NYC Evictions, Flickr, Firefox, More: Monday Evening ResearchBuzz, February 4, 2019


Curbed NY: Interactive eviction map shows where landlords are booting tenants. “A new interactive map tracking eviction rates across the five boroughs paints a stark portrait of the city’s housing crisis. The data visualizations, created by Acting Public Advocate and New York City Council Speaker Corey Johnson’s office, pulls data from the City’s Department of Investigations to pinpoint residential evictions across the five boroughs as a tool to guide advocates and policy makers conversation on how to slash the city’s eviction rate.”


Flickr Blog: Introducing your new one-stop, curation station.. ” Organizing all the photographs you find inspiring needs to be easy. Really easy. So we built a new way to add all your favorite content to galleries, albums, and groups in one centralized tool from any photo context on Flickr. All photos on Flickr, wherever you come across them, will now have a new icon with a + that allows you to access a new menu of actions.”

TechCrunch: Firefox will soon mute all autoplaying videos. “There are many things worse than autoplaying video and audio on the web. The world is a messy place, after all. But it sure is distracting when you surf to a website and suddenly some video starts playing at full volume. Google’s Chrome browser and Microsoft Edge both offer tools to disable these annoyances and, starting with the launch of its next version in March, Mozilla’s Firefox browser will, too.”

Engadget: Periscope lets broadcasters open their streams to guests . “Periscope is paving the way for broadcasters to host talk shows and invite viewers to go beyond comments and hearts by joining the conversation with their voices. As of today, you can add three guests to a stream on the Twitter-owned service. People can request to join the conversation, and they can drop in and out at any time.”

CNET: Chromebook instant tethering now works beyond Google’s laptops and phones. “A feature called instant tethering previously let people with Google’s own Chromebooks and phones quickly get online using their phone’s mobile network. Once it’s set up, it’s just a matter of by tapping a notification to connect. Now instant tethering is spreading beyond Google’s own devices.”


Genealogy’s Star: Step-by-Step Guide to Using Online Census Indexes: Part Two. “Before these records were digitized and indexed, a genealogical researcher had to search through each page of the census, name by name, for each locality an ancestor might have lived in. Another obvious challenge was the need to decipher the handwriting of the person taking the census who was usually referred to as the ‘enumerator.’ If we fast forward to the present time, all of the existing U.S. Federal Census records are available online. In fact, there are digital copies of the entire set of Census records or schedules on multiple different websites.”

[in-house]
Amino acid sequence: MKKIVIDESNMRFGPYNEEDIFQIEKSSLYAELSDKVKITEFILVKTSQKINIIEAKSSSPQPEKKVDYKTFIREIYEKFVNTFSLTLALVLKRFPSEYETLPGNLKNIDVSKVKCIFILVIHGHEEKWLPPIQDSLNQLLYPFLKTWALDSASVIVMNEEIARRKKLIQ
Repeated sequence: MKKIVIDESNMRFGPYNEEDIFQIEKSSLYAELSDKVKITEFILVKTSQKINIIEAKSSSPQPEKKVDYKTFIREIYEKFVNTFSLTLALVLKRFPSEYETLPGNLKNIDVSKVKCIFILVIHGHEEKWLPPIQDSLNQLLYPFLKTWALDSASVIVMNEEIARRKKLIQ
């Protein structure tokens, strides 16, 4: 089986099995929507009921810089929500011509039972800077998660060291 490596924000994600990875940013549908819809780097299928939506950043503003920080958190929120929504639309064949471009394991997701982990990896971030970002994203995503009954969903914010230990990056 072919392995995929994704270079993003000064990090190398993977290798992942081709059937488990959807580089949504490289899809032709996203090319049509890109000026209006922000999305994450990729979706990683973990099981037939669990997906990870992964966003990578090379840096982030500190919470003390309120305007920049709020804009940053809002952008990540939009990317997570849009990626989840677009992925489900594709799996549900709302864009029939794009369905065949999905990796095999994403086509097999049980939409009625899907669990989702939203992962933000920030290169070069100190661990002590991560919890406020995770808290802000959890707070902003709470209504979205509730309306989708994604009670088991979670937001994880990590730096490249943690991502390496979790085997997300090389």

How-To Geek: For a Better Instagram Experience, Follow Hashtags Instead of People. “Following hashtags on Instagram isn’t a new feature, but it’s one you shouldn’t overlook—its hard to overstate their value. In my opinion, this is one of the best parts of the entire network. Why? Because it allows me two conveniences: first, it bypasses all the fluff most users post; and secondly, it lets me build a specially curated feed.”


Voice of America: Social Media Giants Blamed for British Teenage Suicides. “In the past eight years, the suicide rate among British teenagers has nearly doubled. Last year around 200 schoolchildren killed themselves. Tech giants do not bear all of the responsibility for the deaths, their critics say, but they are abetting them by not doing enough to help stop them. Amid growing public uproar, the British government has said next month, it will unveil groundbreaking legislation designed to enforce a legal duty of care on such firms.”


Hackaday: Open Source Biological Gear For The Masses. “At the risk of putting too fine a point on it, Hackaday exists because people are out there building and documenting open source gadgets. If the person who built a particular gizmo is willing to show the world how they did it, consider us interested. Since you’re reading this, we’ll assume you are as well. Over the years, this mentality has been spreading out from the relatively niche hacker community into the greater engineering world, and we couldn’t be happier.”

Harvard Business Review: Improving Cybersecurity Means Taking More Care with What We Digitize . “Put simply, the time has come to more purposefully control what it is we digitize. This means slowing down the pace of adoption of networked technology with new laws and standards aimed at increasing the quality and reliability of any device with an IP address. And it means carefully preserving analog capabilities, even as we embrace the digital.” Good evening, Internet…

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